Change.org’s President and COO read a blog post this summer that changed her whole perspective on what it means to be truly creative, as well as to be a parent and a leader.
By Jennifer Dulski (President & COO, Change.org)
The post was by a woman named Mica Angela Hendricks, an artist and illustrator. She told a story on her blog, Busy Mockingbird, about how she learned an important and surprising lesson in creativity from her 4 year-old daughter. The lesson was this: You can increase your creativity by letting go of control. By letting others in to collaborate, even those you think might not have something to add, you may be surprised and delighted with the results.
You Can Increase Your Creativity by Letting go of Control
Mica’s story started with her purchasing a new, high-end sketchbook and sketching beautiful faces of actors from old movie stills, as she loves to do. Then, in a somewhat stressful turn of events, Mica’s 4 year-old daughter asked if she could sketch together with her mom. While at first Mica was hesitant, and thought to herself, “I’ll go back and draw on my own again later,” what she saw amazed her. Her daughter drew bodies on the heads Mica had created – imaginative, creative, wonderful bodies – that Mica, herself, could never have envisioned.
It turns out that Mica liked the result of these collaborative drawings not only more than she thought she would, but also more than she liked her own artwork by itself. By letting her daughter collaborate, even though initially uncomfortable, the outcome was more creative and more original than what she would have created alone. As Mica says in her post, “Those things you hold so dear cannot change and grow and expand unless you loosen your grip on them a little.”
An added benefit of this collaborative process, and one I really relate to as a mother, was that by inviting her daughter in as a equal participant, Mica showed her daughter that her work was truly valuable, which in turn increased her confidence and made future collaborations even better. And, it likely sets up Mica’s daughter for a lifetime of believing in herself and her work, something all kids could benefit from, especially our young girls.
After reading Mica’s post, I realized that so many lessons from this story apply to my own life as a colleague, a leader and a mother.
At work, this lesson has taken time for me to learn. In typical Silicon Valley style, I am oriented towards speed and fast decision-making, which means that I am often tempted to gather only limited input before making decisions.
Add More Voices to the Conversation
When I first arrived at Change.org, which is a much more collaborative culture, it took me some time to adapt to the idea that adding more voices to the conversation could actually help us reach better outcomes. While it can sometimes take longer to involve more people, it is clear to me that we come up with stronger and certainly more creative ideas with diverse voices participating. And in the end, I’ve found we actually save time since these ideas are often easier to “sell-in” across the company, given they come from within.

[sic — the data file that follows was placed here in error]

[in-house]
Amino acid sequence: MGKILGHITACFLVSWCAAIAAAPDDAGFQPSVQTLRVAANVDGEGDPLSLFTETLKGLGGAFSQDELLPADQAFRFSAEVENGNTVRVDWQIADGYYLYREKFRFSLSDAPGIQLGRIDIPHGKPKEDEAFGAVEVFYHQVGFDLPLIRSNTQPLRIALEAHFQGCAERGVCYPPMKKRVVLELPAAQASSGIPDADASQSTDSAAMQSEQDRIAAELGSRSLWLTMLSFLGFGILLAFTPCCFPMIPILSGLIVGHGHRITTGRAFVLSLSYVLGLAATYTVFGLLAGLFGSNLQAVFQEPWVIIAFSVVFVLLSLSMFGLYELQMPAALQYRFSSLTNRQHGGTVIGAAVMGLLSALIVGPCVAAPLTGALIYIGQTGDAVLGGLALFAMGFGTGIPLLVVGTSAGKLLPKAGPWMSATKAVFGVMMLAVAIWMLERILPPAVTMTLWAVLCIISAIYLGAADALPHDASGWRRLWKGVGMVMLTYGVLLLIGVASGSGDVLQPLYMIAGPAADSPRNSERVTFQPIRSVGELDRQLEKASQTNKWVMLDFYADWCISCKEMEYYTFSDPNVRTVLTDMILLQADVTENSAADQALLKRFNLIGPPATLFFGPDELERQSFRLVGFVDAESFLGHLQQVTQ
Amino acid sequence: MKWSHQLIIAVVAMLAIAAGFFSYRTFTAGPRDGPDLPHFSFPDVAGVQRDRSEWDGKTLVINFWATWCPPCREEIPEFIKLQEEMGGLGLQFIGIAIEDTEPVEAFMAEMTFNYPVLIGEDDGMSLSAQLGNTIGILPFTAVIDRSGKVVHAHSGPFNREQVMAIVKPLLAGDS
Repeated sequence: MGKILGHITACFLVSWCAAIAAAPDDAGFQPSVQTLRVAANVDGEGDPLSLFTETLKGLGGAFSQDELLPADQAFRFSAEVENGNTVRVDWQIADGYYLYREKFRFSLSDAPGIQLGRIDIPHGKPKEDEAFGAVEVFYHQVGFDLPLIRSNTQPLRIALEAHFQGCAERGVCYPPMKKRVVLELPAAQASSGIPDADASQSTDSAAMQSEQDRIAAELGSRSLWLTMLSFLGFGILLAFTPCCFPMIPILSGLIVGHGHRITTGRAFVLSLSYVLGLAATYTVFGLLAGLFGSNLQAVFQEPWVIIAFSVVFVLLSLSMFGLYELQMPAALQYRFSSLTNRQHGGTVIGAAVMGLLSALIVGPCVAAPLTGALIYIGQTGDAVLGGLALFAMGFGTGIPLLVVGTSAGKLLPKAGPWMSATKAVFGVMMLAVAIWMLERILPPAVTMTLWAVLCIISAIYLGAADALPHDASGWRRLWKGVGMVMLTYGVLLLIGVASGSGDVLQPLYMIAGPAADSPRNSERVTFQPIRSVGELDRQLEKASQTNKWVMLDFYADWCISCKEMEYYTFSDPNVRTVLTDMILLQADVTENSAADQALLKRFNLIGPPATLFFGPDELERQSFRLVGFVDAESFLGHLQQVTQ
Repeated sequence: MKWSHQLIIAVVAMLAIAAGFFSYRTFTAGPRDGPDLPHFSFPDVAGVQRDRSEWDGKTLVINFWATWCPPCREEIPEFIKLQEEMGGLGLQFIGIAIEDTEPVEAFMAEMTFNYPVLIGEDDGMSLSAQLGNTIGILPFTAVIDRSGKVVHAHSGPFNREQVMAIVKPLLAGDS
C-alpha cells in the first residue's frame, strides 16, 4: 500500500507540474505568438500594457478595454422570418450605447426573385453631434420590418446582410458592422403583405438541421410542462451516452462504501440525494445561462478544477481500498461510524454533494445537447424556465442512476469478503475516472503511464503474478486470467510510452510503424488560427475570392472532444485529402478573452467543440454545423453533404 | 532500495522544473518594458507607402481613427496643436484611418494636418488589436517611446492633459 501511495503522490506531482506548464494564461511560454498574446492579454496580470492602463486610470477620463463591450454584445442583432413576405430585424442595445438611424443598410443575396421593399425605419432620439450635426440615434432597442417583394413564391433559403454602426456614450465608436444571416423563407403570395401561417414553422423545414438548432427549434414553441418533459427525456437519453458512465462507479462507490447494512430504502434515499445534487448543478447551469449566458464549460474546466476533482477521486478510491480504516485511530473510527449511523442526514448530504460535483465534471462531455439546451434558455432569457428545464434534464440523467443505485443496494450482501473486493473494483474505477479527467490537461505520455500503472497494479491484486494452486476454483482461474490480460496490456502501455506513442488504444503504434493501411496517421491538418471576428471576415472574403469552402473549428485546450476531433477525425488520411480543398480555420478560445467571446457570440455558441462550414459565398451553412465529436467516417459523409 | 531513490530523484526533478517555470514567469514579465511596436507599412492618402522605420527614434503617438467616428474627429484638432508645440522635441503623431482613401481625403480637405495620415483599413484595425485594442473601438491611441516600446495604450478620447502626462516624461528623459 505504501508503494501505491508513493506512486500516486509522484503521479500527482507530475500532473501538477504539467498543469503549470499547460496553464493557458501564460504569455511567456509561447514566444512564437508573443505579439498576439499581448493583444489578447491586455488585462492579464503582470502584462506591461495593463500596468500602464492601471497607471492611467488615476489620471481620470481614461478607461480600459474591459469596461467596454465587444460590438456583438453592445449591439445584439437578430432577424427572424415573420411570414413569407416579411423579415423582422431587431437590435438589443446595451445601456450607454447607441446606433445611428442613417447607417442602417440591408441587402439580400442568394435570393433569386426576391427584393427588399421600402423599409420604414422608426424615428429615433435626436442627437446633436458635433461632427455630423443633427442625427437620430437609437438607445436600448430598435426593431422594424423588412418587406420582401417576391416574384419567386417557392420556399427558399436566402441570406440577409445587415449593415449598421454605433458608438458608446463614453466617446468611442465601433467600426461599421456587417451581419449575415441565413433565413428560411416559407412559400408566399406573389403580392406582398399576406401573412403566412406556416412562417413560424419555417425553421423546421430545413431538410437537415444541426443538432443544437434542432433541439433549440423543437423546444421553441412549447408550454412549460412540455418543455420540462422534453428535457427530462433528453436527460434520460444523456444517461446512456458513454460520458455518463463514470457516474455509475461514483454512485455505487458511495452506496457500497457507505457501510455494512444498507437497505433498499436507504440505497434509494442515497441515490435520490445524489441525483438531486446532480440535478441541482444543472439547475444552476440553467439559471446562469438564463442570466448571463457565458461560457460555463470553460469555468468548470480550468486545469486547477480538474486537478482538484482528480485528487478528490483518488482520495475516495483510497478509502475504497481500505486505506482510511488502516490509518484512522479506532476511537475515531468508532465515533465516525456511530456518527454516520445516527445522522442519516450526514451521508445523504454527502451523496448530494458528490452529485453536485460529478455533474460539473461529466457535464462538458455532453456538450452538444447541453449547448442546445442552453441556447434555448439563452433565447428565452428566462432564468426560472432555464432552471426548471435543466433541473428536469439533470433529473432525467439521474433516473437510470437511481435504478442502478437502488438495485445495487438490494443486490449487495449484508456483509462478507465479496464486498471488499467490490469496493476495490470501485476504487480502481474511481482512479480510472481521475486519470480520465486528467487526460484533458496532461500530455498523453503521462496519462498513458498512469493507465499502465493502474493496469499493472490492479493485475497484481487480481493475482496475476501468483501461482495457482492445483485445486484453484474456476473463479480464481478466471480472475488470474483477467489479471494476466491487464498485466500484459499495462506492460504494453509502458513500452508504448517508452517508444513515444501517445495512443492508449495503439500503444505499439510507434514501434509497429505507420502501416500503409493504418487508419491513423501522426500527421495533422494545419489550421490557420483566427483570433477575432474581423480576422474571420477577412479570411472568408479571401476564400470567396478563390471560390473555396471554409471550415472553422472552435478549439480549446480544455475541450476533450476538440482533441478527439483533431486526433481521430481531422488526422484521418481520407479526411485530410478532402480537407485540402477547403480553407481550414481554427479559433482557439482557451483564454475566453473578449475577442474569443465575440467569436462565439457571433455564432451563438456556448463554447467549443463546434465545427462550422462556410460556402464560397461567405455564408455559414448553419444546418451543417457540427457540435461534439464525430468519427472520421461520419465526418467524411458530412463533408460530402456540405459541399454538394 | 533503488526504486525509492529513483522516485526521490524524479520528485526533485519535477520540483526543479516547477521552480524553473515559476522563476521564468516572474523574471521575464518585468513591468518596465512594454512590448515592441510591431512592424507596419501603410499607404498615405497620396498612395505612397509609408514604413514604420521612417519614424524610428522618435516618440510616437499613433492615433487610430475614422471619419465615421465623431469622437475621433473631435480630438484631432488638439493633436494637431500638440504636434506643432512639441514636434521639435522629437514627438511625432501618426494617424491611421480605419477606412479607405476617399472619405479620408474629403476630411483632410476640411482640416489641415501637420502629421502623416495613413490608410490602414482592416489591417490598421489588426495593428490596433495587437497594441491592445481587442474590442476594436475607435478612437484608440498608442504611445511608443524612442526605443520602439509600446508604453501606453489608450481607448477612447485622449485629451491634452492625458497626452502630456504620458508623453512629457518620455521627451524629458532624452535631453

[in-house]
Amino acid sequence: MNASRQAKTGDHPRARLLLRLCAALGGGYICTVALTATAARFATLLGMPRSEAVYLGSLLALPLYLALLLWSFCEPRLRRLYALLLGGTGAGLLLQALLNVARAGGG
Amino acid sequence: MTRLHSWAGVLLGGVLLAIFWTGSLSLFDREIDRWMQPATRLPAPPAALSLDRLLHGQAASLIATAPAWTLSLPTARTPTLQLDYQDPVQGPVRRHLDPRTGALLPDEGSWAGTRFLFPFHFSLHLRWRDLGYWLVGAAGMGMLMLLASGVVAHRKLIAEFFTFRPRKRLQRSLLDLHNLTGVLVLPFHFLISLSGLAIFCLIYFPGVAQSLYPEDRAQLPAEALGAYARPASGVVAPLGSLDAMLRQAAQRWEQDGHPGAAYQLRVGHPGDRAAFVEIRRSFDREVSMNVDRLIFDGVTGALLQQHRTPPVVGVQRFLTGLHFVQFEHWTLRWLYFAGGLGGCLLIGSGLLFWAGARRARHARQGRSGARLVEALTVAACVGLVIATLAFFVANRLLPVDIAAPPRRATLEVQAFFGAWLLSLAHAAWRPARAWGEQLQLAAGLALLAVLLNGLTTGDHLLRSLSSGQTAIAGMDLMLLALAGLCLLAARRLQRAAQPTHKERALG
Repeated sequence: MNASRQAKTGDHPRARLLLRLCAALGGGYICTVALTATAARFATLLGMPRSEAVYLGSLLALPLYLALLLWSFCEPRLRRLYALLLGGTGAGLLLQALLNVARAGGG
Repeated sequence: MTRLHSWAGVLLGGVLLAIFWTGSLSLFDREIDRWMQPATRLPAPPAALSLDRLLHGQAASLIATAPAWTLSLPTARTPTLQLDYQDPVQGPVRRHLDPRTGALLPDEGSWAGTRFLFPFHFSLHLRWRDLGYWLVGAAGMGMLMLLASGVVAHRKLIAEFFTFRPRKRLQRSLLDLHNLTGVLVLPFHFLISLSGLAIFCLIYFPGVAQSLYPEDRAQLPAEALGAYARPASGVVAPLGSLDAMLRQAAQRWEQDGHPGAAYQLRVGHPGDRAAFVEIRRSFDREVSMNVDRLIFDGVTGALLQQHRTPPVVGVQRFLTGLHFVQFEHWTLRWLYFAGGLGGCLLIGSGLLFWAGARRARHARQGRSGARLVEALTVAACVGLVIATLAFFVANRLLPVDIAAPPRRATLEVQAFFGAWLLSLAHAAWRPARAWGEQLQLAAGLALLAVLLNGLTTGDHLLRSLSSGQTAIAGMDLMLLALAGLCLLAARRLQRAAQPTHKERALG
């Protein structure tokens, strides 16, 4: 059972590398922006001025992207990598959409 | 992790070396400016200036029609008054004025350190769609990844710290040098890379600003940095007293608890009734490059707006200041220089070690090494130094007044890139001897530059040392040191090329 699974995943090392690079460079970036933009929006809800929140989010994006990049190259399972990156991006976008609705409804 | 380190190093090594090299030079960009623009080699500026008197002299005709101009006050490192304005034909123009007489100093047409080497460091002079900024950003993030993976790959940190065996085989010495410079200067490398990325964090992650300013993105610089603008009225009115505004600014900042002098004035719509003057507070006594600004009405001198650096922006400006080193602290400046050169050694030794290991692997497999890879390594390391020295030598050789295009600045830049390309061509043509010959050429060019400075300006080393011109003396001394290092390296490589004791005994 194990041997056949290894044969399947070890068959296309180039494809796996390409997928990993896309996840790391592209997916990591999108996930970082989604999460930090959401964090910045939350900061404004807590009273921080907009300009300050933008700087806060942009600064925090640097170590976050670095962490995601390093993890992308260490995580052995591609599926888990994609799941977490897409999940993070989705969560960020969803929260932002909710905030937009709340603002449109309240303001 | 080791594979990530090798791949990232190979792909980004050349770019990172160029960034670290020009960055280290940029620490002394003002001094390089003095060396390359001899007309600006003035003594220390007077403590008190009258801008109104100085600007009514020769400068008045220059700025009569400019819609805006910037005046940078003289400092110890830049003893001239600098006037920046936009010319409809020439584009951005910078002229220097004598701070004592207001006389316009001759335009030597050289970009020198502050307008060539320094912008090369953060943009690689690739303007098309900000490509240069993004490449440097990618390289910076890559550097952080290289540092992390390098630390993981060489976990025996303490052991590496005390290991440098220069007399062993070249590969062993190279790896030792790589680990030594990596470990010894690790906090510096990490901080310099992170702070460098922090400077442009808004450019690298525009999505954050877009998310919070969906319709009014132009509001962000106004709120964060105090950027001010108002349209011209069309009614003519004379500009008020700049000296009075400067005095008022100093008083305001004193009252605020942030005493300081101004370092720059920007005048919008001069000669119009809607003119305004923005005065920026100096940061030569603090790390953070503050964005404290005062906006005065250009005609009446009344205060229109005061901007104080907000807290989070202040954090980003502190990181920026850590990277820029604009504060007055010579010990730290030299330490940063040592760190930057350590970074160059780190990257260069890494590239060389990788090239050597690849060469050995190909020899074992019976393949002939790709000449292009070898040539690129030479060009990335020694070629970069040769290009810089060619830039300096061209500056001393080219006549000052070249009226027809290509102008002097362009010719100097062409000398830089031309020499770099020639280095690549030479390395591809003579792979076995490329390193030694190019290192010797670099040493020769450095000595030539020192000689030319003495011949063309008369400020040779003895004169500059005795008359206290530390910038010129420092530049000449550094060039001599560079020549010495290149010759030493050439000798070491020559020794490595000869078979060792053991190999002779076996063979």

One example of this creative collaboration was the articulation of our company values, which we did last summer. It would have been easier and faster if our executive team had just planned an offsite and finalized the values among ourselves. Instead, we chose to run a longer and more collaborative process, starting with a survey of our entire team, followed by a deeper dive with our whole global leadership team, and ending with just final “word-smithing” by our executive team. Although it was initially uncomfortable for me to think we’d spend several months on this process, the final outcome was so much better than what I could have initially imagined – in the same way that Mica’s drawings with her daughter were better than she imagined they would be.
By using this inclusive process, we were able to get really strong buy in to our values from staff across the company. And, by including staff more deeply in that process, we now have a steady stream of creative ideas coming from employees who feel empowered to contribute to other strategic areas, from recruiting to partnerships, and everything in between. I learned the same lesson as Mica in this process – the outcome was better when I let go of control.
It’s Just as True of Parenting
I could write a whole separate post about the lessons I’ve learned on this front as a parent. Suffice it to say that I regularly cede control now to my two daughters, who nearly always do things more creatively and more thoughtfully than I would.
If you wonder what happened to Mica after her blog post, she received an incredible reception to her story (with over 1,300 comments on her post). In fact, there were so many comments from people asking where they could buy these drawings, that she set up a website where you can buy her prints. Her next step is to start a Kickstarter campaign to create a book of the drawings. Mica has been able to leverage this lesson in creativity into unexpected new career directions, and into a stronger relationship with her daughter. What a wonderful result of letting go of control.
This post originally appeared on LinkedIn.
Have you ever achieved a better, or more creative outcome, by inviting people to collaborate with you?
About the writer: Jennifer Dulski is president and COO of Change.org, the world’s largest platform for social change. With more than 60 million users around the world, Change.org empowers people everywhere to create the change they want to see.